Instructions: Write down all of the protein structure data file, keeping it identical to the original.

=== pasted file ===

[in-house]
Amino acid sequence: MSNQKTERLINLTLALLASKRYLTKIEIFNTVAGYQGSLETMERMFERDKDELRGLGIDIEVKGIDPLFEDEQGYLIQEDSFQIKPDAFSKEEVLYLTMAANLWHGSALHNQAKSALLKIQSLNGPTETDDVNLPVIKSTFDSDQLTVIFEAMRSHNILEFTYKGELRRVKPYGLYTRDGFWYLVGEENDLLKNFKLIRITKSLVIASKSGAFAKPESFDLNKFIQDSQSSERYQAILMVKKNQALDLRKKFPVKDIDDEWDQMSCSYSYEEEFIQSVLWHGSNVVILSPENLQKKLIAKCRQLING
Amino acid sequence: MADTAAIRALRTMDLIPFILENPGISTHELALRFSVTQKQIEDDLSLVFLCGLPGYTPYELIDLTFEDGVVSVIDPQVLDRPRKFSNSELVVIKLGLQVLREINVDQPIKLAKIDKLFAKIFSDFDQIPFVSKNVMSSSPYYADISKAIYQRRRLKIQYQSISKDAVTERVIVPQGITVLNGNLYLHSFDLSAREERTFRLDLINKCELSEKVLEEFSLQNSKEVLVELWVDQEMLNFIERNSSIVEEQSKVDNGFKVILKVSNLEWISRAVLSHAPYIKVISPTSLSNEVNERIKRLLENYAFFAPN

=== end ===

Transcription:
[in-house]
Amino acid sequence: MSNQKTERLINLTLALLASKRYLTKIEIFNTVAGYQGSLETMERMFERDKDELRGLGIDIEVKGIDPLFEDEQGYLIQEDSFQIKPDAFSKEEVLYLTMAANLWHGSALHNQAKSALLKIQSLNGPTETDDVNLPVIKSTFDSDQLTVIFEAMRSHNILEFTYKGELRRVKPYGLYTRDGFWYLVGEENDLLKNFKLIRITKSLVIASKSGAFAKPESFDLNKFIQDSQSSERYQAILMVKKNQALDLRKKFPVKDIDDEWDQMSCSYSYEEEFIQSVLWHGSNVVILSPENLQKKLIAKCRQLING
Amino acid sequence: MADTAAIRALRTMDLIPFILENPGISTHELALRFSVTQKQIEDDLSLVFLCGLPGYTPYELIDLTFEDGVVSVIDPQVLDRPRKFSNSELVVIKLGLQVLREINVDQPIKLAKIDKLFAKIFSDFDQIPFVSKNVMSSSPYYADISKAIYQRRRLKIQYQSISKDAVTERVIVPQGITVLNGNLYLHSFDLSAREERTFRLDLINKCELSEKVLEEFSLQNSKEVLVELWVDQEMLNFIERNSSIVEEQSKVDNGFKVILKVSNLEWISRAVLSHAPYIKVISPTSLSNEVNERIKRLLENYAFFAPN